Biodiesel from kukui nuts offers key to sustainability for Molokai Sustainment Farming

| May 12, 2011 | 2 Comments

Molokai Sustainment Farming had its display at the second annual Ag Country Fair at the Lanikeha Center in Hoolehua on May 1.


The true answer to sustainability through renewable energy might not come to Molokai in the form of giant windmills or even vast arrays of solar panels.

The real solution to the problem of economic stability and energy security may lie in the hard shell of the kukui nut.

Wayde Lee —a lifetime Molokai resident, farmer and substance abuse family counselor — has created a project called Molokai Sustainment Farming. This project is designed to provide economic recovery by stimulating and revitalizing farming through the production of environmentally friendly biodiesel fuel. Information on this project was available at the second annual Molokai Ag Country Fair held May 1 in Hoolehua.

According to Lee, Molokai spent over $9.1 million to import diesel fuel in 2008 and averages over $6.6 million a year for the fuel used to power the Maui Electric Company generating plant. The MSF project hopes to establish a local market for biodiesel that will avoid the penalization of interisland taxation and transportation fees that farmers now endure.

Most importantly, it will put Molokai farmers back to work using the infrastructure that already exists. This project offers an opportunity for farmers to grow, harvest and distribute vegetable products for Molokai’s own sustainability.

While the MSF project will accept a variety of oil-producing plants such as sunflowers, peanuts and soybeans, the kukui nut will be the signature product. Byproducts from the manufacturing process of biodiesel will have marketable properties such as vegetable oils, kukui nut oils, glycerin and livestock feed.

Biodiesel is a clean burning alternative fuel source that can be used in diesel engines with little or no modifications. It can also be blended with petroleum diesel as well. The fuel is simple to use, biodegradable, nontoxic and is essentially free of sulfur and aromatics.

Lee said he is planting 40 acres of kukui over the next two months and will eventually have over 200 acres. He said they are partnering with others on Molokai to plant a total of 600 acres. Once established, this project will be able to yield $1,000 to $2,000 per acre for local farmers.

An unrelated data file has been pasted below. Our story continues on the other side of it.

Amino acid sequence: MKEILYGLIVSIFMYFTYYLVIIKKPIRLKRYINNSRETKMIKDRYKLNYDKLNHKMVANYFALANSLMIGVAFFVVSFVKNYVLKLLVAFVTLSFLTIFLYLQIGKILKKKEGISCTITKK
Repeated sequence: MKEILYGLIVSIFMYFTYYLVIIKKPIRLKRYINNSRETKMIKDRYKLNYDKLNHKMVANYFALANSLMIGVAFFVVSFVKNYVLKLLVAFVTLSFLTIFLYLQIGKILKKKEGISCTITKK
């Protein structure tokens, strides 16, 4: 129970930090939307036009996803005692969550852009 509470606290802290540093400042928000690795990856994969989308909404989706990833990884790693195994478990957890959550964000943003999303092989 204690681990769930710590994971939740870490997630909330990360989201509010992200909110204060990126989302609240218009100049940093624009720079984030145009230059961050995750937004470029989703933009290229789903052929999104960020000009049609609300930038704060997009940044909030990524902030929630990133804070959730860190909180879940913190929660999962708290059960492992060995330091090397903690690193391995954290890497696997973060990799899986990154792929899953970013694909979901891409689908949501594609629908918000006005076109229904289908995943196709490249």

Until the funds are available to build silos and a plant for crushing and processing the nuts, the MSF will be working with Hawaii Biodiesel for these services.

For Lee, sustainability is about more than money. With only a 33 day supply of diesel in storage on Molokai, this project could literally help keep the lights on in the event of an interruption in barge service. He also sees this as a way to help us produce our own food and medicine, which, says Lee, is the “first priority.”

To get the project started, Lee is trying to build trust and support with the Molokai farmers and the community. Once a positive consensus for the project is established, Lee plans to assist the agricultural infrastructure for participating farmers.

The project will then need money to invest in a crusher for extracting the oil. Ensuring a stable and consistent feedstock for sustaining Molokai is also crucial during this phase of the project.

The last piece of the project is to create a biodiesel manufacturing process here on Molokai that can be responsive to the local needs. The proposed site is near the current MECO Molokai electric plant.

“We have to be honest and open to the island and let the community know what we are doing,” said Lee.

Lee has kept this project a family affair. He is working with his sister Wanette, brother Wescott and cousin Benson to make it possible.

For more information, contact Wayde Lee, 567-6368; Wanette Lee, 553-3093; Benson Lee 808-455-4387 (on Oahu); or Wescott Lee, 808-448-8445 (on Oahu).

Category: Business, News, Sustainability

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  1. Jerry Ferro says:

    Aloha No Wayde Lee…how is the kukui project coming along? I am in Hilo and just noticed my kukui tree going “nuts” over the last two years giving me lots of nuts and many keiki and I finally got it!! Akua was telling me this was na makana that I was supposed to use to kokua others. So I needed to ask how I can help if I can help same minded other kanaka. At your convenience. Mahalo piha.

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